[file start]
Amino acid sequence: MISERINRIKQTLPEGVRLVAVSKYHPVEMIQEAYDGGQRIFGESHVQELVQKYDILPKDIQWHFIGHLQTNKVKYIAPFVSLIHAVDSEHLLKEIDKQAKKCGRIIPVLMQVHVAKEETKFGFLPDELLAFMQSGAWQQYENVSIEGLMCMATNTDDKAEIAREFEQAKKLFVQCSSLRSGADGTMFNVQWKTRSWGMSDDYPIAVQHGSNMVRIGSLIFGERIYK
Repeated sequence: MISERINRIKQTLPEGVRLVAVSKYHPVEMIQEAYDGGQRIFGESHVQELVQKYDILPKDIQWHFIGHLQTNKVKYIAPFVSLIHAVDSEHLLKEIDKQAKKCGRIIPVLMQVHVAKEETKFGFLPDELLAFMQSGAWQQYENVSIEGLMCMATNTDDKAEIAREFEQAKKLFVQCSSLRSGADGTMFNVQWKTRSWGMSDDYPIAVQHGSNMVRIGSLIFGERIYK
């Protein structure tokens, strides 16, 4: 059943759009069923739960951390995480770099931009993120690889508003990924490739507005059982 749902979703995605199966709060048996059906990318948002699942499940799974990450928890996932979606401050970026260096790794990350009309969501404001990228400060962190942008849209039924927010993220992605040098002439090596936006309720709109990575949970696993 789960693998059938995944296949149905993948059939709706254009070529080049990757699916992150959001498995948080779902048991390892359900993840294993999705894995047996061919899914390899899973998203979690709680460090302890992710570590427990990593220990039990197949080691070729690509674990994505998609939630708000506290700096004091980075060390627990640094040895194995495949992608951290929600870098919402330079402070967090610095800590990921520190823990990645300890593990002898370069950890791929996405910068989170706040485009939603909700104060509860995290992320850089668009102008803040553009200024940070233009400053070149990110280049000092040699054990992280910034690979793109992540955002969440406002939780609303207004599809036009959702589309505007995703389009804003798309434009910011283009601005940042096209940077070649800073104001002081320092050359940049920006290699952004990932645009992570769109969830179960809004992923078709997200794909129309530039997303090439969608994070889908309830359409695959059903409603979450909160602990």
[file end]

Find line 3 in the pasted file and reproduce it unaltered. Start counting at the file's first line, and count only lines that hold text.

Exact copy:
């Protein structure tokens, strides 16, 4: 059943759009069923739960951390995480770099931009993120690889508003990924490739507005059982 749902979703995605199966709060048996059906990318948002699942499940799974990450928890996932979606401050970026260096790794990350009309969501404001990228400060962190942008849209039924927010993220992605040098002439090596936006309720709109990575949970696993 789960693998059938995944296949149905993948059939709706254009070529080049990757699916992150959001498995948080779902048991390892359900993840294993999705894995047996061919899914390899899973998203979690709680460090302890992710570590427990990593220990039990197949080691070729690509674990994505998609939630708000506290700096004091980075060390627990640094040895194995495949992608951290929600870098919402330079402070967090610095800590990921520190823990990645300890593990002898370069950890791929996405910068989170706040485009939603909700104060509860995290992320850089668009102008803040553009200024940070233009400053070149990110280049000092040699054990992280910034690979793109992540955002969440406002939780609303207004599809036009959702589309505007995703389009804003798309434009910011283009601005940042096209940077070649800073104001002081320092050359940049920006290699952004990932645009992570769109969830179960809004992923078709997200794909129309530039997303090439969608994070889908309830359409695959059903409603979450909160602990």